“Planetary health is the health of human civilization and the state of the natural systems on which it depends” – Report of The Rockefeller Foundation-Lancet Commission on Planetary Health
Our Growing Global Footprint
It’s become undeniable that human activity is rapidly transforming Earth’s natural systems. The global health impacts of accelerating climatic disruption, land degradation, growing water scarcity, fisheries degradation, biodiversity loss, and pollution threaten the global health gains of the last several decades and are likely to represent the dominant global health threats of the next century. By altering the composition of the atmosphere, degrading arable lands faster than they can be replenished, overfishing, polluting, changing the chemistry and temperature of our oceans, withdrawing ground water faster than it can be recharged, and dramatically reducing the number and population sizes of species who co-inhabit the planet with us, we are putting the poor and future generations in harm’s way.
Current environmental trends indeed raise the grave prospect that many of the health gains we have recently experienced have been fueled by a pattern of resource use that is fundamentally unsustainable. It thus appears that these gains are built on shaky foundations, and that an urgent course correction is required, one that recognizes that the health of the environment and the health of humanity are inextricably linked. Our Planetary Health initiative emphasizes that degradation of ecosystems often leads to negative public health impacts. Unless, however, these impacts are proven and quantified in actionable ways, they remain vague externalities that are not factored into public health or natural resource management policy decisions. The emergent field of Planetary Health must be more than academic in nature, and if proactively conceived in the context of recognized policy gaps and needs, it is poised to deliver powerful new and convincing arguments that draw on the growing understanding of the range of critical relationships between the state of the natural world and our health.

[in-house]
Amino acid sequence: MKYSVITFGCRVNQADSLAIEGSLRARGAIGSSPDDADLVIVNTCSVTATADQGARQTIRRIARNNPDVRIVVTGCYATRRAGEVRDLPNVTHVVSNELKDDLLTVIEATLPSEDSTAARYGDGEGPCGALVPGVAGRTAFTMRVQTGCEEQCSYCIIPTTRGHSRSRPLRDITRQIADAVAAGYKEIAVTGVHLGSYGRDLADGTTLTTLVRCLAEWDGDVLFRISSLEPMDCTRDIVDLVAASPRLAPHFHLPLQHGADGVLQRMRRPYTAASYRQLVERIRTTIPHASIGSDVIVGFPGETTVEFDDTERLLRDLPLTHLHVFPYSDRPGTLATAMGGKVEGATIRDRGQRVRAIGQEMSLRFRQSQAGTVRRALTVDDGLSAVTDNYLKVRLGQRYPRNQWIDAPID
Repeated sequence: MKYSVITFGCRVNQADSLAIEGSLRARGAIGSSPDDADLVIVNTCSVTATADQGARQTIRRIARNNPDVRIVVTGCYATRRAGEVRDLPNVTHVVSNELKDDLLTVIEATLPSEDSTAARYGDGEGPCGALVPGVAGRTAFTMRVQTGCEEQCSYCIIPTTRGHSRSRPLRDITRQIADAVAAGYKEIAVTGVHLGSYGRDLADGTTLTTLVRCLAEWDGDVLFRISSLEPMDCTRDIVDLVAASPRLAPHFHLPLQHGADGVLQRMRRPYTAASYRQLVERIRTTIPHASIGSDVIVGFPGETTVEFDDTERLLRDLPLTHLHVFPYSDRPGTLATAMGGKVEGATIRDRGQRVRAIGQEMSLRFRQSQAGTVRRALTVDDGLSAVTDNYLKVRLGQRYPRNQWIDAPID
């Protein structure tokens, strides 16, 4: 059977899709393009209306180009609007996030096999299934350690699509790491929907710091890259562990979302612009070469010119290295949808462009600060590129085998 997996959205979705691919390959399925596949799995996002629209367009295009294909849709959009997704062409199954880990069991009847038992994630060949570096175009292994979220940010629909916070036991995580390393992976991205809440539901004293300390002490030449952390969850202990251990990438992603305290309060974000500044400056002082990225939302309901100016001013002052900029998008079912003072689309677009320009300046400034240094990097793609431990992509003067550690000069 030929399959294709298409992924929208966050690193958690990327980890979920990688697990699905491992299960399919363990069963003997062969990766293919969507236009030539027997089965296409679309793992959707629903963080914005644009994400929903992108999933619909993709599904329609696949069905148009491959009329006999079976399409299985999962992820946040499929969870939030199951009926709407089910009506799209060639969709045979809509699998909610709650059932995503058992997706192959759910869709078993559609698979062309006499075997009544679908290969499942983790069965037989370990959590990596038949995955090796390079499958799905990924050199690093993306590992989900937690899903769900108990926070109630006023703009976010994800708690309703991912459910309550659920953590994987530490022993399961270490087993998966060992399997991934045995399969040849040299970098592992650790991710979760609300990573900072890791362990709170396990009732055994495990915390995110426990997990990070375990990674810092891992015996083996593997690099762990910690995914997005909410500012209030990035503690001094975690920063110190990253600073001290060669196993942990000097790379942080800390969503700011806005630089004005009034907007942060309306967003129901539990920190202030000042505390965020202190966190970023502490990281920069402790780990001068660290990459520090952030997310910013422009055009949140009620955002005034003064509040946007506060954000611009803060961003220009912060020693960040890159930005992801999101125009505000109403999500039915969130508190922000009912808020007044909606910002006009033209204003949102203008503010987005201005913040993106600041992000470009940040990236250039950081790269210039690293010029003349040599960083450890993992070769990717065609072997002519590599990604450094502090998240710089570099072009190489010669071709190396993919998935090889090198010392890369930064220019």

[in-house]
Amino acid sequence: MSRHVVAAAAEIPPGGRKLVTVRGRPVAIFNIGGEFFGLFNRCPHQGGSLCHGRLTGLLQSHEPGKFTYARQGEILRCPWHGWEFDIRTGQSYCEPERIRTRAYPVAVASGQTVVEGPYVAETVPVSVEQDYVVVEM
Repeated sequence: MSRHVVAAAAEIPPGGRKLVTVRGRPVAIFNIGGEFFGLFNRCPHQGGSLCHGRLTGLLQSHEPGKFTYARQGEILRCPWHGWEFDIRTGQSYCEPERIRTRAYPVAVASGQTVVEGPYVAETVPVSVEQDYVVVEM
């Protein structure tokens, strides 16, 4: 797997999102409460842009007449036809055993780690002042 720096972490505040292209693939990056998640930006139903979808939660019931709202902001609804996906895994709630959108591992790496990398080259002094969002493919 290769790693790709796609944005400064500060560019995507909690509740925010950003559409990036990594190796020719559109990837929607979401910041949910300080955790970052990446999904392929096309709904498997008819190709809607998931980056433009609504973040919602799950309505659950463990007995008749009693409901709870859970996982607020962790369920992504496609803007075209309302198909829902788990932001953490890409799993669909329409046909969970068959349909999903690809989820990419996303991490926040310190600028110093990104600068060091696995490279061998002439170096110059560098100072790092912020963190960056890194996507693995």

While much has been written about the social and economic determinants of health, all too often the need to address these determinants within finite environmental limits has been overlooked. Now is the time to transform the discipline of public health into one that integrates knowledge of the earth’s underpinning systems with understanding of the determinants of health and develops evidence-based, integrated policy solutions that address environmental sustainability together with human health and development goals. The recently launched Planetary Health Alliance offers a timely and promising way forward, as does the CVM-led new Master of Public Health (MPH) program.
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